On the other hand, an increase in wealth of a private sector player is normally seen as a virtue and a reflection of entrepreneurship and innovation. A sudden increase in the wealth of an individual can be as much an indicator of business acumen as of the misuse of power or the violation of law for profit.

But in a world where profit-making and the accumulation of wealth is celebrated and rewarded, where it is the bottom line that finally matters, unless circumstances lead to the detection of fraud or a violation of the law, there is no needle of suspicion or materially relevant needle of suspicion when wealth is accumulated rapidly and in large measure. In fact, even when there is a suggestion of fraud, this tends to be discounted because of the glamour that wealth endows the likely fraudster with. It was because money-making was being celebrated that the obvious signs of fraud in the U.S. financial system were ignored for so long and it finally led to a devastating crisis.

Closer home, whether right or wrong, there are allegations that Lalit Modi misused the power he had as the IPLs boss for substantial personal gain. Yet, there are many who say this should not be pushed too far since he has built the money-spinning machine, the global brand, that the IPL reportedly is. Money made through fraud, if any, is also just reward.

This implies that private corruption is recognised as corruption only when the state can establish that there has been a violation of the law. But if liberalisation is warranted because the law is a hindrance to innovation and entrepreneurship, then even investigating violation amounts to a witch-hunt by the state. The state is demonised as an entity that engages in such witch-hunts since it is populated by power hungry bureaucrats and politicians and also because it is home to those bureaucrats and politicians who want a share of the private sectors hard-earned money. Thus, the keep the corrupt state out slogan becomes the basis for unregulated profiteering.

The supporting argument is, of course, that the private sector is capable of self-regulation. But that is likely to be untrue since the making of money is in itself made a virtue. In fact, those who are supposed to determine the norms of good governance are themselves either guilty of encouraging fraud through regulatory forbearance or are allegedly themselves engaged in acts that are fraudulent.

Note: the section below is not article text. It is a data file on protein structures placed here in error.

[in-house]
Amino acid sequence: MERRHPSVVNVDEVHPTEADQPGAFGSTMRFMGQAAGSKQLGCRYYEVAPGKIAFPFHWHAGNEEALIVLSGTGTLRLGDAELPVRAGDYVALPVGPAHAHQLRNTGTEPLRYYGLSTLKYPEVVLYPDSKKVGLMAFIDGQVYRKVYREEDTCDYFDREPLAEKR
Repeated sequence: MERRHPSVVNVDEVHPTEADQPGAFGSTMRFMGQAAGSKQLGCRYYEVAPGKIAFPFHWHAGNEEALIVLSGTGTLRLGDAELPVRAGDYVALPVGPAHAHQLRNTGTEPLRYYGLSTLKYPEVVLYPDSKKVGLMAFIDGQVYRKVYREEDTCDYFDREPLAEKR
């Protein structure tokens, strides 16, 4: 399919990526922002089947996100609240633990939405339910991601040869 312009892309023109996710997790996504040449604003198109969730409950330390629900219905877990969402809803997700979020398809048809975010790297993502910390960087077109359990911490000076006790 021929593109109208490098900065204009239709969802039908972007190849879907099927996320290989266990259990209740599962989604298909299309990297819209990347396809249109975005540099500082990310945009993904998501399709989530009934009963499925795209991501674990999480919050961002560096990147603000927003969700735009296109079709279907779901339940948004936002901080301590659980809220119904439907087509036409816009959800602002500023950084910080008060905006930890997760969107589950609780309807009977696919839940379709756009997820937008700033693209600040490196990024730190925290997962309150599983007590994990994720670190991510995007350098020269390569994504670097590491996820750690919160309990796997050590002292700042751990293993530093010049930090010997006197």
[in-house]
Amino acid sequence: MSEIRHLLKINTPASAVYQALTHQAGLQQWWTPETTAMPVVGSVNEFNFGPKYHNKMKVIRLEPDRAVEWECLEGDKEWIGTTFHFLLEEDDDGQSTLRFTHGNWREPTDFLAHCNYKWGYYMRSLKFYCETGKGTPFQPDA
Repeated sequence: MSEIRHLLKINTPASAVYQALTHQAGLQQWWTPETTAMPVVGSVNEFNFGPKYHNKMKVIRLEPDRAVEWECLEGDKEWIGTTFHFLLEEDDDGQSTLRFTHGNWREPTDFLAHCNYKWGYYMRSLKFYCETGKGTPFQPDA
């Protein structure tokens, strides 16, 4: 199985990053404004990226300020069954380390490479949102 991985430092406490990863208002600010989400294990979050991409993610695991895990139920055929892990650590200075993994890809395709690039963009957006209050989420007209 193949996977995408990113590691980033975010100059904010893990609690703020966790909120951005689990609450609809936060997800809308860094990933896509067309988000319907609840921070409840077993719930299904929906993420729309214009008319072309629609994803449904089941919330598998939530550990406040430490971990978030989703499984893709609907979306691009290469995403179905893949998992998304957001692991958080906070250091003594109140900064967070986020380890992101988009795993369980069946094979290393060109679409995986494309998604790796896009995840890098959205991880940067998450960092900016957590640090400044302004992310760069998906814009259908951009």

Consider, for example, the institution that can be seen as representing the corporate sectors own effort to promote a combination of entrepreneurship, best management practice and good corporate governance: the Indian School of Business (ISB). The School epitomises all that private entry into education is touted to bring. It was established by more than 45 leading companies, 34 of whom were foreign and many among them found a place in the Fortune 500 list. Collaborating with the promoters and helping determine the academic content of the ISBs curriculum were the Wharton School and the Kellog Graduate School of Management. The ISB was expected to be not just one of the top business schools in the world but also a truly distinctive institution.

Unfortunately, a little less than a decade after its creation, its image has taken a beating, though that fact does not get the required exposure. Three of the leading figures involved in its creation and subsequent running, M. Rammohan Rao, who was also Dean until he resigned in January 2009, Anil Kumar, a former director at McKinsey and Company, and Rajat Gupta, Senior Partner Emeritus at Mckinsey and Director, Goldman Sachs, have been charged with either ignoring fraud or being involved in market manipulation. Rammohan Rao was on the board of Satyam at the time when the Rs.7,000-crore-plus scam occurred. After the scam he resigned his deanship at the ISB.

Anil Kumar was charged with passing information about a planned Middle Eastern investment in Advanced Micro Devices, a McKinsey client, to Raj Rajaratnam of the hedge fund Galleon, allegedly facilitating the latters investment decisions. Anil Kumar pleaded guilty to securities fraud charges earlier this year. He also quit the ISB Board. More recently Rajat Gupta, the chair of the ISB Board, has been charged with providing information to Rajaratnam regarding a $5 million investment by Warren Buffets Berkshire Hathway, before the deal was struck. Rajat Gupta has denied the charge. But the point to note is that Gupta and Kumar worked closely together to establish the ISB.

Clearly, those charged with keeping the conscience of the private sector do not have an unblemished record. While all of this has been noted in the media, it does not get half the importance instances of public corruption receive.

Making money in whichever way, it seems, is considered good business but bad politics.